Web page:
He started out riding, but he found himself doing more walking than riding as his journey progressed ever so slowly it was quite challenging. He found that he was not able to ride across/thru much of the surface of the frozen lake. He had no choice but to pull, push, lift and just plain struggle and wrestle with the trike to move it forward across the frozen lake’s surface.
Sometimes it was impossible to pull the trike and he had to push and steer the trike which, of course, is even more tiring.
Having to do this so much of the time was taking its toll on him and requiring periods of rest trying to recuperate.
He also lifted it numerous times to sit it back upright after it tipped over several times from being loaded down and quite top heavy causing it tip over readily especially when he was not seated on it to help hold it down. Out there for several days all by himself he had to carry quite a bit of equipment and supplies some of which were loaded up high on the trike resulting in a high center of gravity. In this picture below the trike just tipped over all by itself when he let go of it while it was sitting on an uneven surface.
Here is a look at some of the all too typical surface he was dealing with.
Several times he dealt with serious and scary dangers. Eventually earthquakes brought his attempt to cross the lake to an end. Most of the videos have English subtitles which can be read. If they do not appear you may have to turn them on.
Here is a short “trailer” about his expedition:
And here is the full video:
And here is Jan’s discussion about his expedition:
Brrrr! I am cold just looking at this picture.
If it were a Catrike he could say “Here Kitty Kitty”.
He had to deal with crevices in the ice which, of course, are always dangerous. As you can see he had to lift the trike up and literally throw it across. And some of them he chose not to attempt to cross over as the ice was bad and unstable. Consequently he was forced to go way around them adding considerable distance and frustration to his expedition … not to mention further exhaustion. When this occurred he lost an entire day and spent the day absolutely tiring himself for nothing. It took its toll on his mental and emotional condition.
Each and every day was physically exhausting as he struggled to make headway. Several times he found he could no longer go further where he was at and had to turn back to find another way.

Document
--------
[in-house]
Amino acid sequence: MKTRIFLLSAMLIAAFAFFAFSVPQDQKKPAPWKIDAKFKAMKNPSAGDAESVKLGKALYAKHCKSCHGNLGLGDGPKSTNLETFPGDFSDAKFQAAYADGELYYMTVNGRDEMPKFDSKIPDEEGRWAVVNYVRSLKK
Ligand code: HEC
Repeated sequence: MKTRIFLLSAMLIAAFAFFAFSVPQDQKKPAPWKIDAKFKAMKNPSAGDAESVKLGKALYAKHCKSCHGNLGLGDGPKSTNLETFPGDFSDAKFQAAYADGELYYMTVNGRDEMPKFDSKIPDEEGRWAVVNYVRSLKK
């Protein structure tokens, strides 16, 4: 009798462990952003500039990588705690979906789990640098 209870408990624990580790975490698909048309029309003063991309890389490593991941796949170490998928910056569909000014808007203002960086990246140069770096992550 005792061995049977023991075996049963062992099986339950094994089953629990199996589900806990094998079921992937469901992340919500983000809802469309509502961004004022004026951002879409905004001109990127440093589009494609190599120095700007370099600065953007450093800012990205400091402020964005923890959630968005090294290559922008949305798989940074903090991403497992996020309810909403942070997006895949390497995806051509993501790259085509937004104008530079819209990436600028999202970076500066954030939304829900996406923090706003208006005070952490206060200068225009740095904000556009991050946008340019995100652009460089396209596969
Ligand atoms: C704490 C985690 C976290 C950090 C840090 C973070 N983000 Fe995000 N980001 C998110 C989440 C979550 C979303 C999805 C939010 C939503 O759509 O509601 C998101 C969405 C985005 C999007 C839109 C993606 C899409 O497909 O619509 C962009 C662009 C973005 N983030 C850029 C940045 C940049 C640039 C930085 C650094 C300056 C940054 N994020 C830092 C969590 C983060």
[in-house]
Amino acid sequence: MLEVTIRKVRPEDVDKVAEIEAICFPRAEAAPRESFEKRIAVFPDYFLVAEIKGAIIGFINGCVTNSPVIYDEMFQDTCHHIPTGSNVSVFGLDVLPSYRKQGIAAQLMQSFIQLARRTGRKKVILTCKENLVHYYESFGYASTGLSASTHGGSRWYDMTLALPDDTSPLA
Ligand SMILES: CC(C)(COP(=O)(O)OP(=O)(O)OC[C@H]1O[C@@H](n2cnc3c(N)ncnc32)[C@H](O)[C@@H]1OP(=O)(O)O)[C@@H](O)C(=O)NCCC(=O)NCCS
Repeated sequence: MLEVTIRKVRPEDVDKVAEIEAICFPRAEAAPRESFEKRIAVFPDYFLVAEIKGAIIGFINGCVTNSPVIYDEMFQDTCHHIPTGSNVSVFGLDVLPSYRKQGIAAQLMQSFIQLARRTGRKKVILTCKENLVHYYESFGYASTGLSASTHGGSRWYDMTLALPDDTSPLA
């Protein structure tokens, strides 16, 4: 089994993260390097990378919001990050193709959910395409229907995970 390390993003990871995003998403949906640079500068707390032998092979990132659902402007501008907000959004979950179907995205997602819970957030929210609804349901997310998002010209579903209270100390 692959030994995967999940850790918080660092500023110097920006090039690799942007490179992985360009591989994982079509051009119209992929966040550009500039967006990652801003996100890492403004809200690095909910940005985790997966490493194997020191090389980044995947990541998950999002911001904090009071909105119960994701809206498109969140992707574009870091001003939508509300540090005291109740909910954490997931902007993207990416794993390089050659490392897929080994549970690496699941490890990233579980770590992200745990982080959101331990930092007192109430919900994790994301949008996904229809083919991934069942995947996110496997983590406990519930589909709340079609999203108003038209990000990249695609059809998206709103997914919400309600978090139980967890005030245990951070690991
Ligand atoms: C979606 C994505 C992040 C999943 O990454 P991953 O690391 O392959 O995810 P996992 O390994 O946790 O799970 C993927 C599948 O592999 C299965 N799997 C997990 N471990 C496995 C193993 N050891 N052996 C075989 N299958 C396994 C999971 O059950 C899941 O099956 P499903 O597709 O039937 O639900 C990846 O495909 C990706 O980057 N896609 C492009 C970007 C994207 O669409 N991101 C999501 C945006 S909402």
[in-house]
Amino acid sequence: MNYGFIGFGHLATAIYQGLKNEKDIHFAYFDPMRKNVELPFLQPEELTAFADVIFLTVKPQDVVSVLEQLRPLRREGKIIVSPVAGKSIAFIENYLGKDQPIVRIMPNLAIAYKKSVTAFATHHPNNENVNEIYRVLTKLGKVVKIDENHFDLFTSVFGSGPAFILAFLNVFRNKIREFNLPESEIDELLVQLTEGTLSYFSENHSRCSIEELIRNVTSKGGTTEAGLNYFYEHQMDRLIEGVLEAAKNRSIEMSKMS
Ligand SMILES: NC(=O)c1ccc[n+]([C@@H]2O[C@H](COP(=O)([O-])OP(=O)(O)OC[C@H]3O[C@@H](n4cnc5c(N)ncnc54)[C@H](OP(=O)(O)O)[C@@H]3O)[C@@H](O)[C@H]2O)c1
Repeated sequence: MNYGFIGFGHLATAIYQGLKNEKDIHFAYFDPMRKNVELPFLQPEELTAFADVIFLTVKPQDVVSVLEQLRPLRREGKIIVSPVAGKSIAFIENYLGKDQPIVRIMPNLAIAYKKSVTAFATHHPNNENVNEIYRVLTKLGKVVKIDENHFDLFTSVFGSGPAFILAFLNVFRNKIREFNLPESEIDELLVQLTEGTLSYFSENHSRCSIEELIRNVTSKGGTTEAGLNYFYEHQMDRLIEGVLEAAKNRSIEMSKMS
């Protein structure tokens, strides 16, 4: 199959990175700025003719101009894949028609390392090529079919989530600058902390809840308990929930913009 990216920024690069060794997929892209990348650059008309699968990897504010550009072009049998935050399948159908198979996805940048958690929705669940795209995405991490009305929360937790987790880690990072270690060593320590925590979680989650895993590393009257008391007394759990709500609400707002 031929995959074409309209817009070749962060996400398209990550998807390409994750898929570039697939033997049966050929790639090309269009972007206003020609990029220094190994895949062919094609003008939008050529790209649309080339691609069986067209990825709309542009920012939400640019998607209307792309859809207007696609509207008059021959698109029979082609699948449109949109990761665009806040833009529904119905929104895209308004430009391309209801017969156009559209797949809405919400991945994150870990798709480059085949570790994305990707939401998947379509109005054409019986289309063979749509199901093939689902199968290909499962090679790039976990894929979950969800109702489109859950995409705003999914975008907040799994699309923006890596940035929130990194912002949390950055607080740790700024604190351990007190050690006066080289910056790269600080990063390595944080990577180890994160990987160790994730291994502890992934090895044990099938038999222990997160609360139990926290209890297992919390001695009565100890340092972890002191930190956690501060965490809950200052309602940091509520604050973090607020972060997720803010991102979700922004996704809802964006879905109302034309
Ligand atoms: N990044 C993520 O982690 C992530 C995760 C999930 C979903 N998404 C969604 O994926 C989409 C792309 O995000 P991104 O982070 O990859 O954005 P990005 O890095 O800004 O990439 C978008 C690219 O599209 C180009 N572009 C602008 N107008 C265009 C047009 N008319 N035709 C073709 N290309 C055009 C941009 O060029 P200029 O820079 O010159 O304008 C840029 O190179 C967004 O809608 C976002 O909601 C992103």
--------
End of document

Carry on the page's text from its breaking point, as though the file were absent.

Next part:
He often fell down in his struggle trying to move the trike along, but occasionally he did get to ride the trike. However, even when he could ride he still had to get off the trike to check out the surface to figure out which is the best and safest path to take.
But not nearly as much as he would have liked.
Just looking at some of the areas where he was pushing or pulling the trike it looks like it would not have been a problem riding it, but I wasn’t there so I have to believe that there were always reasons why he was not riding at the particular point in time. Perhaps some of it was simply a matter of the immediate danger where he was at and the need to be able to see and react standing up on foot rather than being seated on the trike. I have no idea. I am just guessing concerning this.
I know in just the off road riding I have done I have some times found myself getting into places and situations where the going got very difficult and I had to get off and push, pull, lift, carry, etc. and sometimes regretting I did whatever I did to get myself into that situation/predicament.
I can only assume that this last picture I am sharing here was taken early on since it appears to be an expression of joy and triumph. With the attempt ending in having to give up I would not think that this picture was taken at the end.
I certainly have to give him great credit for trying. It was surely a difficult, dangerous and challenging adventure. The thing I come away with in this story is that as neat as FAT trikes are and superior to a standard tadpole trike for off road riding they too have their limitations and just perhaps people need to recognize this and keep it in mind lest they find themselves in imminent danger which could end tragically. Regardless of what we ride and where we ride we all need to be safe and …
KEEP ON TRIKIN’